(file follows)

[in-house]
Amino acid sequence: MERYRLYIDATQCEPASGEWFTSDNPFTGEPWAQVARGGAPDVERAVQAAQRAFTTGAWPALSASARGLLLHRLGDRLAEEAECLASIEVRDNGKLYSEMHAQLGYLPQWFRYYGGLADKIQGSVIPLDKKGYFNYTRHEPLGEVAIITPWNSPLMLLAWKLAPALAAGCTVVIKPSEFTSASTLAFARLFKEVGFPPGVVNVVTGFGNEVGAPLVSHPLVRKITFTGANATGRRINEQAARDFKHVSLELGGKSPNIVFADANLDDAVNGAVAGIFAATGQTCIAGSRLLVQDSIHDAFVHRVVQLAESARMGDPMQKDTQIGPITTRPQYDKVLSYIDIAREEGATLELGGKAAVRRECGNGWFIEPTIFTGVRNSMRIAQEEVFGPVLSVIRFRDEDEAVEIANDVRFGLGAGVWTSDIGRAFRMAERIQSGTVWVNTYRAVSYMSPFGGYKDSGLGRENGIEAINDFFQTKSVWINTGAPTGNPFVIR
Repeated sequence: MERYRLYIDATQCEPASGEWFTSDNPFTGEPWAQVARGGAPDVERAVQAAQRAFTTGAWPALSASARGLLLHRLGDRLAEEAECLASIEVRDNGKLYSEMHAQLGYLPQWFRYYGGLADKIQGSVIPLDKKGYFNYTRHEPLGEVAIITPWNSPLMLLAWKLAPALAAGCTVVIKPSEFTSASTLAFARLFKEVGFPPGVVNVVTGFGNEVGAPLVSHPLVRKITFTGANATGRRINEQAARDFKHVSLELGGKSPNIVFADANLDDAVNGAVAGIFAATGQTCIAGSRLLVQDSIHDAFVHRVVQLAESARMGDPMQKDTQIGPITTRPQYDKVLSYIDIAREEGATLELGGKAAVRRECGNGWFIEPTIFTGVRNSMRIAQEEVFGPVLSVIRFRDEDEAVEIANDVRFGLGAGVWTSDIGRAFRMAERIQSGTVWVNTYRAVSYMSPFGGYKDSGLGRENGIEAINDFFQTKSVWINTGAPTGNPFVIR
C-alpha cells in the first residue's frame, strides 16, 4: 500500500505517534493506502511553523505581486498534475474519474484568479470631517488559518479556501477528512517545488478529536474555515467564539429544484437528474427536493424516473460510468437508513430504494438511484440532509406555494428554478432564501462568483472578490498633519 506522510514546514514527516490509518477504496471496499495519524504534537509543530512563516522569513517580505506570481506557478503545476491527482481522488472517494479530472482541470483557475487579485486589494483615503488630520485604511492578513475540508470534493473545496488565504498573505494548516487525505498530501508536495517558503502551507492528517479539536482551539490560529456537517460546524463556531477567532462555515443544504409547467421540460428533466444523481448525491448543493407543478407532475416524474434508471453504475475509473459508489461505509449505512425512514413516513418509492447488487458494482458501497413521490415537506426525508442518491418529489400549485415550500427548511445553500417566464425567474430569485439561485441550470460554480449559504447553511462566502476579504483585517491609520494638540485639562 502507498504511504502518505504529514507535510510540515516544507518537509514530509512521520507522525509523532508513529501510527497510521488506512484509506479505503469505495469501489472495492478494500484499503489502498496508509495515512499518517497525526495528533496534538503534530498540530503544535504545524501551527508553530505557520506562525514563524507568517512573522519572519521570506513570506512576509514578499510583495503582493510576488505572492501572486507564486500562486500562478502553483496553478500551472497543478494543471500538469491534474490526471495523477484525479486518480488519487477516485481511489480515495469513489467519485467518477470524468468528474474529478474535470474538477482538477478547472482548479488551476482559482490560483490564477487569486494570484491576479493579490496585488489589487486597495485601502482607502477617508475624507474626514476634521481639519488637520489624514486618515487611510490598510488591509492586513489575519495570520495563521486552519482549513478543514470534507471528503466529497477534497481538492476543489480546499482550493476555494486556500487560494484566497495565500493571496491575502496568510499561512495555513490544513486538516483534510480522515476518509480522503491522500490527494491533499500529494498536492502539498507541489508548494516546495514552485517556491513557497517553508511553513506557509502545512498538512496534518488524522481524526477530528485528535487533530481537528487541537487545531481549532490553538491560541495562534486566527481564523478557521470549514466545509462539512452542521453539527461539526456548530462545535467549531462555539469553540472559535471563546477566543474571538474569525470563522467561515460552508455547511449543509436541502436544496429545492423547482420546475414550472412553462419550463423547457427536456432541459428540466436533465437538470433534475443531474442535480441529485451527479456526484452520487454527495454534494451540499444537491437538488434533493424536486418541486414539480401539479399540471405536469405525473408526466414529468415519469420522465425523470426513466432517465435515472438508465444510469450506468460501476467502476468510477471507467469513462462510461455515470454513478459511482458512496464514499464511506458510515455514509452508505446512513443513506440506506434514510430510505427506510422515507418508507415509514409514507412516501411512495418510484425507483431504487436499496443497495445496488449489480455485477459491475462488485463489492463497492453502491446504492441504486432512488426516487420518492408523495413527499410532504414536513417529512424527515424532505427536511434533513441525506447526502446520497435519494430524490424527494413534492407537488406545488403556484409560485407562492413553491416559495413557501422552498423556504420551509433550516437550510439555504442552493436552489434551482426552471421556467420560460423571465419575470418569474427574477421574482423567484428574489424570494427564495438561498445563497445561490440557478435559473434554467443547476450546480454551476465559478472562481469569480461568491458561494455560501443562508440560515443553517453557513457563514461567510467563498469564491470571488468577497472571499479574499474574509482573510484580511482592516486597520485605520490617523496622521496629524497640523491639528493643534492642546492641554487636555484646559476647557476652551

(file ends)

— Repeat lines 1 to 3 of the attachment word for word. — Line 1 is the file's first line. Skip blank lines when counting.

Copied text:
[in-house]
Amino acid sequence: MERYRLYIDATQCEPASGEWFTSDNPFTGEPWAQVARGGAPDVERAVQAAQRAFTTGAWPALSASARGLLLHRLGDRLAEEAECLASIEVRDNGKLYSEMHAQLGYLPQWFRYYGGLADKIQGSVIPLDKKGYFNYTRHEPLGEVAIITPWNSPLMLLAWKLAPALAAGCTVVIKPSEFTSASTLAFARLFKEVGFPPGVVNVVTGFGNEVGAPLVSHPLVRKITFTGANATGRRINEQAARDFKHVSLELGGKSPNIVFADANLDDAVNGAVAGIFAATGQTCIAGSRLLVQDSIHDAFVHRVVQLAESARMGDPMQKDTQIGPITTRPQYDKVLSYIDIAREEGATLELGGKAAVRRECGNGWFIEPTIFTGVRNSMRIAQEEVFGPVLSVIRFRDEDEAVEIANDVRFGLGAGVWTSDIGRAFRMAERIQSGTVWVNTYRAVSYMSPFGGYKDSGLGRENGIEAINDFFQTKSVWINTGAPTGNPFVIR
Repeated sequence: MERYRLYIDATQCEPASGEWFTSDNPFTGEPWAQVARGGAPDVERAVQAAQRAFTTGAWPALSASARGLLLHRLGDRLAEEAECLASIEVRDNGKLYSEMHAQLGYLPQWFRYYGGLADKIQGSVIPLDKKGYFNYTRHEPLGEVAIITPWNSPLMLLAWKLAPALAAGCTVVIKPSEFTSASTLAFARLFKEVGFPPGVVNVVTGFGNEVGAPLVSHPLVRKITFTGANATGRRINEQAARDFKHVSLELGGKSPNIVFADANLDDAVNGAVAGIFAATGQTCIAGSRLLVQDSIHDAFVHRVVQLAESARMGDPMQKDTQIGPITTRPQYDKVLSYIDIAREEGATLELGGKAAVRRECGNGWFIEPTIFTGVRNSMRIAQEEVFGPVLSVIRFRDEDEAVEIANDVRFGLGAGVWTSDIGRAFRMAERIQSGTVWVNTYRAVSYMSPFGGYKDSGLGRENGIEAINDFFQTKSVWINTGAPTGNPFVIR